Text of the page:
Presentation / interview with César Stüpp, Brightlands Materials Center / TNO.
Fused filament fabrication (FFF) is a very versatile AM technique, although it is widely used for prototyping due to their limited mechanical properties, especially in between layers. To approach this matter, a novel technique was developed in which the strength in between layers was increased in 184%, which results in stronger parts.
Continue reading “Strength of 3D Printed Polymer Parts (VIDEO)”
A presentation by Professor Marc in het Panhuis, University of Wollongong, Australia.
The Surf Flex Laboratory at the University is a dedicated facility for mechanical testing of surfing equipment, e.g. fins, surfboards, cloths, inlays, leash bars, and leashes to name but a few.
Continue reading “Surfing the waves, 3D Printing and Internet of Things (VIDEO)”
Graz University of Technology has developed a technology that uses LED instead of laser sources for the additive manufacturing of metal parts and optimizes 3D metal printing in terms of construction time, metal powder consumption, equipment costs and post-processing effort. Selective LED-based melting (SLEDM) – i.e. the targeted melting of metal powder using high-power LED light sources – is the name of the new technology that a team led by Franz Haas, head of the Institute of Production Engineering at TU Graz, has developed for 3D metal printing and has now applied for a patent.
Continue reading “New technology revolutionizes 3D metal printing, LED instead of laser or electron beam”
While 3D printing technology has been responsible for many advances and inventions over the years, it’s not foolproof – some methods don’t produce items with the best material properties, and others result in surfaces that are rough and unclean. The Vienna University of Technology, better known as TU Wien, is responsible for many innovations in 3D printing materials. The university also generated a spin-off company, the startup Cubicure, which developed a new 3D printing technique called hot lithography.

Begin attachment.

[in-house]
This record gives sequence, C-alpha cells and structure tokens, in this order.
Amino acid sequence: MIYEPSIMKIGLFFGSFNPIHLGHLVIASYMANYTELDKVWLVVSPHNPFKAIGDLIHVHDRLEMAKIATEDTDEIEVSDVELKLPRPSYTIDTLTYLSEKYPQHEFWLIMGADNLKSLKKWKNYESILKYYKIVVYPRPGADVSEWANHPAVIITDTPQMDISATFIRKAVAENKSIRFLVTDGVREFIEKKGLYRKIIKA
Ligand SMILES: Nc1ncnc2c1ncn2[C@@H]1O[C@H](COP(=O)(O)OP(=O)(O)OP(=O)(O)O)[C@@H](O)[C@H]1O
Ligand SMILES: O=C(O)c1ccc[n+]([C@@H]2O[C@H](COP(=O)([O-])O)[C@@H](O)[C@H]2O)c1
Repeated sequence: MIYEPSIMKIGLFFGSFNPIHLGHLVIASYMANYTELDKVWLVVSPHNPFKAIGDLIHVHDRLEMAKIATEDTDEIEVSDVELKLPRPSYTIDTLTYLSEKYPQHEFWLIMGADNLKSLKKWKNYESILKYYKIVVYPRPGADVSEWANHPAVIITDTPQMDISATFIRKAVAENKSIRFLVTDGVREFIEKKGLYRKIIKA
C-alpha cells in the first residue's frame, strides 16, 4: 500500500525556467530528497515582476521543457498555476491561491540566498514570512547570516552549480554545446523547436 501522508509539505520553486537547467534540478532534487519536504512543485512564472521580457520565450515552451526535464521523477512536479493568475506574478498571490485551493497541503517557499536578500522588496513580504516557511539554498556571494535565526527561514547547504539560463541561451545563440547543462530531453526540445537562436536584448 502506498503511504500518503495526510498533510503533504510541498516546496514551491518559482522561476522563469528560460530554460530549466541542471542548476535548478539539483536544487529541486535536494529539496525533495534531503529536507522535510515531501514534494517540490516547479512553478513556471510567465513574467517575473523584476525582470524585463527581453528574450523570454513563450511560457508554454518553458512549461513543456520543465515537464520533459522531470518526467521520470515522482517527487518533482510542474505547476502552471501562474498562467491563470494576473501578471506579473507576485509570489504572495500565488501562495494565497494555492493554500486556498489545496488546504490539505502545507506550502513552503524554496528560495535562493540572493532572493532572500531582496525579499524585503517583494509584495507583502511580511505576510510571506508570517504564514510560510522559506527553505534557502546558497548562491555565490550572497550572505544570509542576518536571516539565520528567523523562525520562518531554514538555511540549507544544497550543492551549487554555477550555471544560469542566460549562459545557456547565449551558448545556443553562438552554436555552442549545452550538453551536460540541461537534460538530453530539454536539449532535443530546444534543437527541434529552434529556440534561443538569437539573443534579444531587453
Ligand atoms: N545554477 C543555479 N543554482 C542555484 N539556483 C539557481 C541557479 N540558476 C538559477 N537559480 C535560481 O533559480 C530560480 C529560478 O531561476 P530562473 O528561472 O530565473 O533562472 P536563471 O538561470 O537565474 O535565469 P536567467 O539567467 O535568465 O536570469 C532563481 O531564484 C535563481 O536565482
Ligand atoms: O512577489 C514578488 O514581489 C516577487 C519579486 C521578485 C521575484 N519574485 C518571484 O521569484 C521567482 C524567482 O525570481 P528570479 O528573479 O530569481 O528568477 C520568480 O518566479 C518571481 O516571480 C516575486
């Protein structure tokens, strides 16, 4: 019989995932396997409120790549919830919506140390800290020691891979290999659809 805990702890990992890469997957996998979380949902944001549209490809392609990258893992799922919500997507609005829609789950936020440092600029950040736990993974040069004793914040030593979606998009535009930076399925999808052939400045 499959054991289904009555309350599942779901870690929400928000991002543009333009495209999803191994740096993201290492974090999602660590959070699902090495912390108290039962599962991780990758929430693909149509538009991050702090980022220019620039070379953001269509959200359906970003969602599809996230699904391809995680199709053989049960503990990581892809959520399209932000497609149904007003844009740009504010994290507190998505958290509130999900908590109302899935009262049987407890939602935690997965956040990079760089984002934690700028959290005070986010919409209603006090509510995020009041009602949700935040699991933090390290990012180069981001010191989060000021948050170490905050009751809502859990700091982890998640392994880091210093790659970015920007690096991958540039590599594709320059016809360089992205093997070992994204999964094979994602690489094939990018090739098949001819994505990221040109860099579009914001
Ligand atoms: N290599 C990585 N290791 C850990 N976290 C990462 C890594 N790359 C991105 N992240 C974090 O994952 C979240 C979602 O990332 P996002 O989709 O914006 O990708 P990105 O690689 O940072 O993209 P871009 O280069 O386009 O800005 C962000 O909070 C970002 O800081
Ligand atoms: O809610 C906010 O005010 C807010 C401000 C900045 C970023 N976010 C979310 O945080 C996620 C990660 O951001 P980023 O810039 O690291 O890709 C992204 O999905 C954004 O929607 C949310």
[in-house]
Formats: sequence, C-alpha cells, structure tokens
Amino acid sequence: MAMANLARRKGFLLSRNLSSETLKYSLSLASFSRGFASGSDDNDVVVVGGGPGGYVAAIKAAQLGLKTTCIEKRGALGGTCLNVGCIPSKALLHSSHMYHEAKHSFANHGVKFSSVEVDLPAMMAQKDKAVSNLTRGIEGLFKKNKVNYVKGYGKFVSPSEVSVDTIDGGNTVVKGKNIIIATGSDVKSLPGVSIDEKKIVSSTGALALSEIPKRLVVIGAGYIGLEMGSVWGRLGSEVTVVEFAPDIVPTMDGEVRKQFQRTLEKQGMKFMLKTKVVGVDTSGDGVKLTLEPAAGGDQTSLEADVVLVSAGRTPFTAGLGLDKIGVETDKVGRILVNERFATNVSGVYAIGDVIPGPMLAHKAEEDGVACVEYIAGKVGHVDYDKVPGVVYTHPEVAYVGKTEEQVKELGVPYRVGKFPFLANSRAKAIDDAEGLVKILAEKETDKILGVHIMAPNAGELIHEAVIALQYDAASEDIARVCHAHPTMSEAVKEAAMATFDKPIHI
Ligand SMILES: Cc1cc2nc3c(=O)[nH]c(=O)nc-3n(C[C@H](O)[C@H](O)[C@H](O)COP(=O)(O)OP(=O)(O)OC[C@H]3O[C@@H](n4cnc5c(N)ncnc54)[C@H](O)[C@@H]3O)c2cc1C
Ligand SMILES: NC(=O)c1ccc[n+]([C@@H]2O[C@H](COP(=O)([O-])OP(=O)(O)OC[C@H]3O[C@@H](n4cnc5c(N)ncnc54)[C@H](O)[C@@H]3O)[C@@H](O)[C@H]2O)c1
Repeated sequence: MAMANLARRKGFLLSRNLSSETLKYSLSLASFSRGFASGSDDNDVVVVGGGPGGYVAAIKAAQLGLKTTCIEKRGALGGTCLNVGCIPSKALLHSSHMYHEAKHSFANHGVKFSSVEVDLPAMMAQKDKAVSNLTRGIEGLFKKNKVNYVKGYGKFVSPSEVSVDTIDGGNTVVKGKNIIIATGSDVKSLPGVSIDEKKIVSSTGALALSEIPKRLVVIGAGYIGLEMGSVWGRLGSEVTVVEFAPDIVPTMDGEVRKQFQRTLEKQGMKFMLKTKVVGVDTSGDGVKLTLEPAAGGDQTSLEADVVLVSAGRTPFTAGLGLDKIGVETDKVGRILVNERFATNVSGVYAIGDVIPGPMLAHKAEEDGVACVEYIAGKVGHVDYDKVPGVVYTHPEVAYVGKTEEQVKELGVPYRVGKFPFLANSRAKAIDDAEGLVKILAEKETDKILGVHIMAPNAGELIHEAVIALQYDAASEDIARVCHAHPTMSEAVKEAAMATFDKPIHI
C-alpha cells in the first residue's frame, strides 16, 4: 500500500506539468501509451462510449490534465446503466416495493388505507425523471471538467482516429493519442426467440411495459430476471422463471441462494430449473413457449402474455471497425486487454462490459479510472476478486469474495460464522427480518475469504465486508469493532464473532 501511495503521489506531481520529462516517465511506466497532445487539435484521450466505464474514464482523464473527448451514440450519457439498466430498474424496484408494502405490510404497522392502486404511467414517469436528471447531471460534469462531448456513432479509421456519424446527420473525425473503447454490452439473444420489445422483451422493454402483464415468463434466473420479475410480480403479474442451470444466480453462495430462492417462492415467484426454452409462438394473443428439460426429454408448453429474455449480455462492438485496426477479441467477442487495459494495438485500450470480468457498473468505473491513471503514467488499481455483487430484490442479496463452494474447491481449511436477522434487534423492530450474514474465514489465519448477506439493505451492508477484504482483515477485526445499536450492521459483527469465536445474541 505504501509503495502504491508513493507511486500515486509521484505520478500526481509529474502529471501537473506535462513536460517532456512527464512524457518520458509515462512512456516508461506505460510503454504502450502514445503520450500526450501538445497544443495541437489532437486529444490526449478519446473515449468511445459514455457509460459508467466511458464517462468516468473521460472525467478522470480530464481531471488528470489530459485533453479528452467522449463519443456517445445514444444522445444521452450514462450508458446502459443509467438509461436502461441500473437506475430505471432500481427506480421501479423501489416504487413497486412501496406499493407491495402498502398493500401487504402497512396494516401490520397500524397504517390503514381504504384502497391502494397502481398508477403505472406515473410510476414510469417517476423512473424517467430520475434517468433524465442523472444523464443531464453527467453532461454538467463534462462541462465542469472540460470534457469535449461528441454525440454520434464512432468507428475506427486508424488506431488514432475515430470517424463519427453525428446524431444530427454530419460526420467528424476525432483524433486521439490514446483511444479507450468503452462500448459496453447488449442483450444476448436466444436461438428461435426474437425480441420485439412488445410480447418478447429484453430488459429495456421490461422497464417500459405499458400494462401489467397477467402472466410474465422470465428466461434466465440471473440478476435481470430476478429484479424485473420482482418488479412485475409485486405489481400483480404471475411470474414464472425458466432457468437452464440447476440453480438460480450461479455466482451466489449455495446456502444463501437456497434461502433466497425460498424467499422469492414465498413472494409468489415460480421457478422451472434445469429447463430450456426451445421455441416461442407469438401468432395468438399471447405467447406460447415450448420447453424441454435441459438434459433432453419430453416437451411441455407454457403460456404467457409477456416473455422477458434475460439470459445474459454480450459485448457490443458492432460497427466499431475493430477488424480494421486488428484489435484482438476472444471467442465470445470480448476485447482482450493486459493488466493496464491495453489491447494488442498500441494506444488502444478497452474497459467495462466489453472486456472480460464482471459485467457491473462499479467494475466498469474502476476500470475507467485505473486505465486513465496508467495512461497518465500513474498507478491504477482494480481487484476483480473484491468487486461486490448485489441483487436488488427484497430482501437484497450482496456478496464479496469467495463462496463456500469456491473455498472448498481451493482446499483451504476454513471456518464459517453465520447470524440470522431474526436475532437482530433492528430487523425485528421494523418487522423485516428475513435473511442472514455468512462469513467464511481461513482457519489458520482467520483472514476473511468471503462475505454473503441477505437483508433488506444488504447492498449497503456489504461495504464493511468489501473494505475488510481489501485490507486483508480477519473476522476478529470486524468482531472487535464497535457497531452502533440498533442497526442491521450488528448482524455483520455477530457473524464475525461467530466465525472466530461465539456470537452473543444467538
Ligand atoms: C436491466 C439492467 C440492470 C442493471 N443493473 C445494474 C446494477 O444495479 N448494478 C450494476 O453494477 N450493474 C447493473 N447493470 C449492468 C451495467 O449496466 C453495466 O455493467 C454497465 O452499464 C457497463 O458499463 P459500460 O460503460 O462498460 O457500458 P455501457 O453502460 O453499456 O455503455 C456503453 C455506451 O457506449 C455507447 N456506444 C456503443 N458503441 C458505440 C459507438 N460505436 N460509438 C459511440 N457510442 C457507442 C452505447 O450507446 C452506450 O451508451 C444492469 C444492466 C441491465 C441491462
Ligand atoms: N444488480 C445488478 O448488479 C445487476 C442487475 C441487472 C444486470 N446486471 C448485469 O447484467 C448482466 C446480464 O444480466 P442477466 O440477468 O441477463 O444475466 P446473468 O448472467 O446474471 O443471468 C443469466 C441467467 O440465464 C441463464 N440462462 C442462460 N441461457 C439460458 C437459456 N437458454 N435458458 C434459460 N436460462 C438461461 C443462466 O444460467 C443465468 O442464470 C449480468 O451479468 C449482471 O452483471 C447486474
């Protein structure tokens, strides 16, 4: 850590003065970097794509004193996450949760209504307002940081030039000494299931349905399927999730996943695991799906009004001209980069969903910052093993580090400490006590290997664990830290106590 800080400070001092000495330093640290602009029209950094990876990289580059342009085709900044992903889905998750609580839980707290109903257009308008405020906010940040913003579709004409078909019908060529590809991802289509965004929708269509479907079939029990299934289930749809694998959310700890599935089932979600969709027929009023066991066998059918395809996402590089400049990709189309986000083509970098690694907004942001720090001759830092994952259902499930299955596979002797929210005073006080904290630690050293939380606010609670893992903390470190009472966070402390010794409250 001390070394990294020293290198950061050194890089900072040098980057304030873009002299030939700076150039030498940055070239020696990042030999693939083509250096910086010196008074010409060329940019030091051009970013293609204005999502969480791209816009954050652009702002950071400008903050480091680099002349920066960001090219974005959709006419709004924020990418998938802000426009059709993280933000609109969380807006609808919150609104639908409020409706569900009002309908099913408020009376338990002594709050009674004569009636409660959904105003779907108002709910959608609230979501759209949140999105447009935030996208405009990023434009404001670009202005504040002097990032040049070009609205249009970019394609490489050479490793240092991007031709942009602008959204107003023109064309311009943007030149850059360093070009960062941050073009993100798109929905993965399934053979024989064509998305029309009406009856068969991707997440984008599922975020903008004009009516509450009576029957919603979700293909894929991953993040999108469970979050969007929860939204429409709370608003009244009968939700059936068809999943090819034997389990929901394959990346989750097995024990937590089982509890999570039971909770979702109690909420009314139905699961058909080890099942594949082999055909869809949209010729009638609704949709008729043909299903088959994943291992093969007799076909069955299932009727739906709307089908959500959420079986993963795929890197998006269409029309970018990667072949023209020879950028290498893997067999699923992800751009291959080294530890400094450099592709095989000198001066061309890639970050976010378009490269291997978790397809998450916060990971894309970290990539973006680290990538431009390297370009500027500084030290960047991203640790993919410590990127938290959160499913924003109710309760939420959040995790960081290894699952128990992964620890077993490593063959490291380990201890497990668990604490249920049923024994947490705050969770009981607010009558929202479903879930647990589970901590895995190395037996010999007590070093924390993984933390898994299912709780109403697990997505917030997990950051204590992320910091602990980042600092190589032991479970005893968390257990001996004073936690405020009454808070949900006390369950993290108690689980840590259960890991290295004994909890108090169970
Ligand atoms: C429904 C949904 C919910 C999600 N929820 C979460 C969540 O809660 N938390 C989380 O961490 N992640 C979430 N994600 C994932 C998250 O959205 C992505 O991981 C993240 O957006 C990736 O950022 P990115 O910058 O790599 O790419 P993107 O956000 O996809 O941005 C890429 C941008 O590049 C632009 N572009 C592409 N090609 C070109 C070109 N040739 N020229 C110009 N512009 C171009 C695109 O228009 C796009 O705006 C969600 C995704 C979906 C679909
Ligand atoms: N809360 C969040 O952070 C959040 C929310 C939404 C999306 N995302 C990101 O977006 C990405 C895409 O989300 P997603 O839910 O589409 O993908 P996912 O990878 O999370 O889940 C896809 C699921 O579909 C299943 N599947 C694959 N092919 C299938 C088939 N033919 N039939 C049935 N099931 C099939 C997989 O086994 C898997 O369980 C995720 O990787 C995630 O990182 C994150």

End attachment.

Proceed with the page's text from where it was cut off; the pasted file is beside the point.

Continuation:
TU Wien has spent years developing 3D printing processes, along with material mixtures that are well-suited for a wide variety of applications. Cubicure is a direct result of this research.
Dr. Robert Gmeiner, CEO of Cubicure, said, “3D printing already plays a key role in the production of prototypes or utility models. But even for all industrial products that are produced in small quantities or have to be tailored to the individual needs of the individual customer – such as components in the medical sector – the high-quality 3D printing offers great opportunities.” Continue reading “TU Wien Spin-Off Cubicure introduces new 3D Printing materials”
ESI Group is a leading innovator in Virtual Prototyping software and services for manufacturing industries, announces the launch of a 5-year joint research program with the CEU Cardenal Herrera University (CEU-UCH) in Valencia, Spain. The aim of this program is to achieve a significant technological leap in the field of virtual manufacturing of materials through the creation of an Endowed Chair at the University and by facilitating high level training in this field. Continue reading “ESI, Cardenal Herrera University launch joint research program on virtual manufacturing of materials”
A professor of Applied Mechanics at the Eindhoven University of Technology in the Netherlands has developed a model for determining the dimensions and printing speeds needed to keep 3D printed concrete walls stable.
Construction 3D printing is an exciting area of additive manufacturing, but 3D printing with concrete-type materials doesn’t come without its problems. This is basically because 3D printed concrete is asked to do a lot more work than it is used to: while normal concrete deposited in formwork can harden over several weeks, 3D printed concrete needs to carry the burden of the next layer almost immediately after its deposition. Continue reading “3D printed concrete walls more stable with mechanistic model developed by TU/e researcher”
Let’s say the armrest is broken in your vintage car. As things stand, you would need a lot of luck and persistence to find the right spare part. But in the world of Industrie 4.0 and production with batch sizes of one, you can simply scan the armrest and print it out. This is made possible by the first ever 3D scanner capable of working autonomously and in real time.